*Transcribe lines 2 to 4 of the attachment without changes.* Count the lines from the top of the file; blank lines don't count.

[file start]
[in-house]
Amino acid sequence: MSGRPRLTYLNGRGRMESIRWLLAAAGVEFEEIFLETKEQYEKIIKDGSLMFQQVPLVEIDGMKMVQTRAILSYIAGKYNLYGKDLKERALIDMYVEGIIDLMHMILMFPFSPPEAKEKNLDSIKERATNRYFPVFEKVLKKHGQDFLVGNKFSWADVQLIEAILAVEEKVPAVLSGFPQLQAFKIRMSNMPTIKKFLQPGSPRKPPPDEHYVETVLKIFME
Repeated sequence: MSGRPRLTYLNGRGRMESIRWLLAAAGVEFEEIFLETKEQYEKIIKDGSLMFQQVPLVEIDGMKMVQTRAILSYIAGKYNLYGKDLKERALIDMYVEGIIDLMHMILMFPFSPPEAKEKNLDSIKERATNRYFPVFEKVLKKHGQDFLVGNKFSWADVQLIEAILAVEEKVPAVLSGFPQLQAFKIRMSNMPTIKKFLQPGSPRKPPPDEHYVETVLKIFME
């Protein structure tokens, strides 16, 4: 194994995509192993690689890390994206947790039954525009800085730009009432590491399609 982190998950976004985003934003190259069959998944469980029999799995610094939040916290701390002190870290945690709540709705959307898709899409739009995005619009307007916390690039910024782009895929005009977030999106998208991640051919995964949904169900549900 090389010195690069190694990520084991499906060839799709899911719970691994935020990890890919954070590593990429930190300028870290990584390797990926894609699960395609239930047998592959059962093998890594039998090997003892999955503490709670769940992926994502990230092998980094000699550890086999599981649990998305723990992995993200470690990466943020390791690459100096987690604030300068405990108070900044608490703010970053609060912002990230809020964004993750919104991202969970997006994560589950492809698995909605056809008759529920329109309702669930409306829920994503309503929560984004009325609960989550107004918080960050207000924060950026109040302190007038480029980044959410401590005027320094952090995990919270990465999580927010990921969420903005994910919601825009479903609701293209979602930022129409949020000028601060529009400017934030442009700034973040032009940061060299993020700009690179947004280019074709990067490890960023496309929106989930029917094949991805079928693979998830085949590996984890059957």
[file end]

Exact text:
Amino acid sequence: MSGRPRLTYLNGRGRMESIRWLLAAAGVEFEEIFLETKEQYEKIIKDGSLMFQQVPLVEIDGMKMVQTRAILSYIAGKYNLYGKDLKERALIDMYVEGIIDLMHMILMFPFSPPEAKEKNLDSIKERATNRYFPVFEKVLKKHGQDFLVGNKFSWADVQLIEAILAVEEKVPAVLSGFPQLQAFKIRMSNMPTIKKFLQPGSPRKPPPDEHYVETVLKIFME
Repeated sequence: MSGRPRLTYLNGRGRMESIRWLLAAAGVEFEEIFLETKEQYEKIIKDGSLMFQQVPLVEIDGMKMVQTRAILSYIAGKYNLYGKDLKERALIDMYVEGIIDLMHMILMFPFSPPEAKEKNLDSIKERATNRYFPVFEKVLKKHGQDFLVGNKFSWADVQLIEAILAVEEKVPAVLSGFPQLQAFKIRMSNMPTIKKFLQPGSPRKPPPDEHYVETVLKIFME
């Protein structure tokens, strides 16, 4: 194994995509192993690689890390994206947790039954525009800085730009009432590491399609 982190998950976004985003934003190259069959998944469980029999799995610094939040916290701390002190870290945690709540709705959307898709899409739009995005619009307007916390690039910024782009895929005009977030999106998208991640051919995964949904169900549900 090389010195690069190694990520084991499906060839799709899911719970691994935020990890890919954070590593990429930190300028870290990584390797990926894609699960395609239930047998592959059962093998890594039998090997003892999955503490709670769940992926994502990230092998980094000699550890086999599981649990998305723990992995993200470690990466943020390791690459100096987690604030300068405990108070900044608490703010970053609060912002990230809020964004993750919104991202969970997006994560589950492809698995909605056809008759529920329109309702669930409306829920994503309503929560984004009325609960989550107004918080960050207000924060950026109040302190007038480029980044959410401590005027320094952090995990919270990465999580927010990921969420903005994910919601825009479903609701293209979602930022129409949020000028601060529009400017934030442009700034973040032009940061060299993020700009690179947004280019074709990067490890960023496309929106989930029917094949991805079928693979998830085949590996984890059957």